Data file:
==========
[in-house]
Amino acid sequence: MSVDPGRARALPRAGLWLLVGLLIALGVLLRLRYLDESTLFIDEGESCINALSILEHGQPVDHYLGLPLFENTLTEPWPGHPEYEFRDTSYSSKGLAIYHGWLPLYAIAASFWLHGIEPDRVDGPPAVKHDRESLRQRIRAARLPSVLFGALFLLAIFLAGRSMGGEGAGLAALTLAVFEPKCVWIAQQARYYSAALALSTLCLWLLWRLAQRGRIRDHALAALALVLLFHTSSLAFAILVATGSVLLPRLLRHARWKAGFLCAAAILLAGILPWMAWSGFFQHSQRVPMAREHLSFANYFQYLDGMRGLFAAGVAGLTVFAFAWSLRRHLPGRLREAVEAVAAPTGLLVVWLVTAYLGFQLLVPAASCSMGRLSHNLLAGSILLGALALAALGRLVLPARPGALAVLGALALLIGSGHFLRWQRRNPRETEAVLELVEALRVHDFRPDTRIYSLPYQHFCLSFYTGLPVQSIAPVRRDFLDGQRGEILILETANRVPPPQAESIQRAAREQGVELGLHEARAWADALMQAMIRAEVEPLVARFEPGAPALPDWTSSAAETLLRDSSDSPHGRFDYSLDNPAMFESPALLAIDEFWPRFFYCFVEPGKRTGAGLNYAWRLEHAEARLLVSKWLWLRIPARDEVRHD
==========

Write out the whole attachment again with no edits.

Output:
[in-house]
Amino acid sequence: MSVDPGRARALPRAGLWLLVGLLIALGVLLRLRYLDESTLFIDEGESCINALSILEHGQPVDHYLGLPLFENTLTEPWPGHPEYEFRDTSYSSKGLAIYHGWLPLYAIAASFWLHGIEPDRVDGPPAVKHDRESLRQRIRAARLPSVLFGALFLLAIFLAGRSMGGEGAGLAALTLAVFEPKCVWIAQQARYYSAALALSTLCLWLLWRLAQRGRIRDHALAALALVLLFHTSSLAFAILVATGSVLLPRLLRHARWKAGFLCAAAILLAGILPWMAWSGFFQHSQRVPMAREHLSFANYFQYLDGMRGLFAAGVAGLTVFAFAWSLRRHLPGRLREAVEAVAAPTGLLVVWLVTAYLGFQLLVPAASCSMGRLSHNLLAGSILLGALALAALGRLVLPARPGALAVLGALALLIGSGHFLRWQRRNPRETEAVLELVEALRVHDFRPDTRIYSLPYQHFCLSFYTGLPVQSIAPVRRDFLDGQRGEILILETANRVPPPQAESIQRAAREQGVELGLHEARAWADALMQAMIRAEVEPLVARFEPGAPALPDWTSSAAETLLRDSSDSPHGRFDYSLDNPAMFESPALLAIDEFWPRFFYCFVEPGKRTGAGLNYAWRLEHAEARLLVSKWLWLRIPARDEVRHD